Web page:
Typical Camera Exposure Modes and How to Control Exposure Operation
Cameras have various modes of operation including modes for controlling exposure that span the range
from completely automatic, where the camera makes most of the decisions, to manual operation, where the
photographer makes most of the decisions. For many cameras, the photographer/user can choose and set the
ISO Speed number or can set ISO on Auto ISO to let the camera control ISO. The user can then select
specialized modes for controlling the aperture and/or the shutter speed or both. For most Digital Single Lens
Reflex (DSLR) Cameras, the exposure options usually include the following four major options:
Program Mode (P) – (similar to Auto Mode) - Camera controls both aperture and shutter speed.
Aperture Priority Mode – (A or Av) – User controls aperture, camera controls shutter speed.
Shutter Priority Mode – (S or Sv) – User controls shutter speed, camera controls aperture.
Manual Mode – (M) – User controls both shutter speed and aperture.
Exposure Adjustments
The brightness of an illuminated object is dependent upon how much light falls on the object and how
much light the object reflects. Because the camera does not know what kind of scene you are photographing, the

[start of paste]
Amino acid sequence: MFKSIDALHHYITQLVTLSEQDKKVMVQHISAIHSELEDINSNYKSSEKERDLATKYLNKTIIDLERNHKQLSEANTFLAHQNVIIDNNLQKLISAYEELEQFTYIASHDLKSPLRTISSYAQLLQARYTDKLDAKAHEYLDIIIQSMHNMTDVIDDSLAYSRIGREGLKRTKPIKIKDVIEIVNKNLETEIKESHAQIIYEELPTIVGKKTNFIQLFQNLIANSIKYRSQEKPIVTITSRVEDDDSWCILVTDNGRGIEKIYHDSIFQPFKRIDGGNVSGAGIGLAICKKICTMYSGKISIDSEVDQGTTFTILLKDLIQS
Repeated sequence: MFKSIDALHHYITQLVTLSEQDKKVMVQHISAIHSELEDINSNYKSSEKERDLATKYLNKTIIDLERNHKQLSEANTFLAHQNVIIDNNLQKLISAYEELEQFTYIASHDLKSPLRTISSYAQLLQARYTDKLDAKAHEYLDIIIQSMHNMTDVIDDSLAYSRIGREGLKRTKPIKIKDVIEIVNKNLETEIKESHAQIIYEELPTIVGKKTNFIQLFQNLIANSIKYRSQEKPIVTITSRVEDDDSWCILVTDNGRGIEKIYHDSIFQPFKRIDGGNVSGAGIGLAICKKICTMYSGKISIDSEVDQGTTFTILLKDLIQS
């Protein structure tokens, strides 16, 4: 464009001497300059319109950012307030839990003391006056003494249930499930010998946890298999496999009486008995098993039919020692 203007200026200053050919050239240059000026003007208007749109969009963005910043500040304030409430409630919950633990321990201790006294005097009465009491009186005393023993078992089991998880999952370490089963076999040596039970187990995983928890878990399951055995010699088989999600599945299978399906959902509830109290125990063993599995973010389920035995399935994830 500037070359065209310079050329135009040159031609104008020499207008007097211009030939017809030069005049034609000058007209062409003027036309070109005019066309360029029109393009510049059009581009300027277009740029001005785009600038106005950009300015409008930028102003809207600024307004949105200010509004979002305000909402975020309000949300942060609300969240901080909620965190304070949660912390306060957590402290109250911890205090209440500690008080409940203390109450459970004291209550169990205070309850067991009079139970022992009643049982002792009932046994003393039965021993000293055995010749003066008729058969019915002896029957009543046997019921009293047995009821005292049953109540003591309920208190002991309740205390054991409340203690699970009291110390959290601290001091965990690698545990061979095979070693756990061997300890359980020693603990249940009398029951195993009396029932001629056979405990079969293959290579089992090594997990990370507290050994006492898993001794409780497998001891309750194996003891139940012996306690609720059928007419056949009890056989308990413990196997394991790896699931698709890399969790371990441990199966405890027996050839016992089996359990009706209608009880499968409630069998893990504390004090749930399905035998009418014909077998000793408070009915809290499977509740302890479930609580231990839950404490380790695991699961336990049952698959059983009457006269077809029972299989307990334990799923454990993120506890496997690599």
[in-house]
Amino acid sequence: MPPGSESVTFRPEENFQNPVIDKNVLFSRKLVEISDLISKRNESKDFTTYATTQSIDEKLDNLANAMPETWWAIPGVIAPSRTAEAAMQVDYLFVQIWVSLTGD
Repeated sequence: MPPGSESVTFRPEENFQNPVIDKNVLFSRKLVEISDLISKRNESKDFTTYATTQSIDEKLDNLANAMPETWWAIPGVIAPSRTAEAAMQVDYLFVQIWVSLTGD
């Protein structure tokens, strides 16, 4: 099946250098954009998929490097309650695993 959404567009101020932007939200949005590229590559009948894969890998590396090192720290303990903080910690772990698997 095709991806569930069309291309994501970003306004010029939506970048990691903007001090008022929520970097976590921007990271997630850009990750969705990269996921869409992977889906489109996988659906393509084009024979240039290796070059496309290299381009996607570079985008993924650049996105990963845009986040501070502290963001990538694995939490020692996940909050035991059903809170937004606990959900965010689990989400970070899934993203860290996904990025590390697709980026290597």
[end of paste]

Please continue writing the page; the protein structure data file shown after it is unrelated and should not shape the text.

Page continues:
camera light metering system has been designed, (unless you tell it otherwise), to assume that it is an average
scene and it will use exposure values that make the photo have an average middle tone brightness (18%
reflectance). For a black and white picture, this would be middle gray which reflects 18% of the light. For color,
it is 18% reflectance of that color.
The photographer can control the exposure of a scene by adjusting aperture, shutter speed and the ISO.
In addition, the light falling on the object being photographed can be increased with the use of external lighting
or the use of flash units or reflectors of light. Alternatively, the light can be decreased using transmission
screens or filters or shading elements.
When adjusting the aperture, the light can be doubled for each full f-stop step when increasing the
aperture opening. When adjusting the shutter speed, for each halving of the shutter speed the light will be
doubled. And for each doubling of the ISO number, the light sensitivity of the sensor or film will be doubled.